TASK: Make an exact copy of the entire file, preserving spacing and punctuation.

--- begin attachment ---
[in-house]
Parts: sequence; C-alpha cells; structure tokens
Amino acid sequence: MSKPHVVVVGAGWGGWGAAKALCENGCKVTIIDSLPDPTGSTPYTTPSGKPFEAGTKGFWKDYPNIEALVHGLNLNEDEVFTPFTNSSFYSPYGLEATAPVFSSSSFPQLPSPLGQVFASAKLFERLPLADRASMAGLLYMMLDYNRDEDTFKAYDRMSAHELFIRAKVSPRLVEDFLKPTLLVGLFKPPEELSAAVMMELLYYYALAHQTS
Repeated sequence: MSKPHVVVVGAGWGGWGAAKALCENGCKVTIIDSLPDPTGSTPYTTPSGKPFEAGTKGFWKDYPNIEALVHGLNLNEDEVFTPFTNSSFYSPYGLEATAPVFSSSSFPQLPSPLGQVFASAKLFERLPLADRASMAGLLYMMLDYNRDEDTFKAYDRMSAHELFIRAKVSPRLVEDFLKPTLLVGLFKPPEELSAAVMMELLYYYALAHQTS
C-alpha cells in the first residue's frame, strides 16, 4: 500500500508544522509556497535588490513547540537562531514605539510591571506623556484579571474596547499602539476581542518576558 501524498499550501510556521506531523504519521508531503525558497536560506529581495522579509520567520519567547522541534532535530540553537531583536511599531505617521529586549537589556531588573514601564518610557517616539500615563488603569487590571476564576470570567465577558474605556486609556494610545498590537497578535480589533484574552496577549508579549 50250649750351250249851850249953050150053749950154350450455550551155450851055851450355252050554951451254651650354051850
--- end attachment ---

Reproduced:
[in-house]
Parts: sequence; C-alpha cells; structure tokens
Amino acid sequence: MSKPHVVVVGAGWGGWGAAKALCENGCKVTIIDSLPDPTGSTPYTTPSGKPFEAGTKGFWKDYPNIEALVHGLNLNEDEVFTPFTNSSFYSPYGLEATAPVFSSSSFPQLPSPLGQVFASAKLFERLPLADRASMAGLLYMMLDYNRDEDTFKAYDRMSAHELFIRAKVSPRLVEDFLKPTLLVGLFKPPEELSAAVMMELLYYYALAHQTS
Repeated sequence: MSKPHVVVVGAGWGGWGAAKALCENGCKVTIIDSLPDPTGSTPYTTPSGKPFEAGTKGFWKDYPNIEALVHGLNLNEDEVFTPFTNSSFYSPYGLEATAPVFSSSSFPQLPSPLGQVFASAKLFERLPLADRASMAGLLYMMLDYNRDEDTFKAYDRMSAHELFIRAKVSPRLVEDFLKPTLLVGLFKPPEELSAAVMMELLYYYALAHQTS
C-alpha cells in the first residue's frame, strides 16, 4: 500500500508544522509556497535588490513547540537562531514605539510591571506623556484579571474596547499602539476581542518576558 501524498499550501510556521506531523504519521508531503525558497536560506529581495522579509520567520519567547522541534532535530540553537531583536511599531505617521529586549537589556531588573514601564518610557517616539500615563488603569487590571476564576470570567465577558474605556486609556494610545498590537497578535480589533484574552496577549508579549 50250649750351250249851850249953050150053749950154350450455550551155450851055851450355252050554951451254651650354051850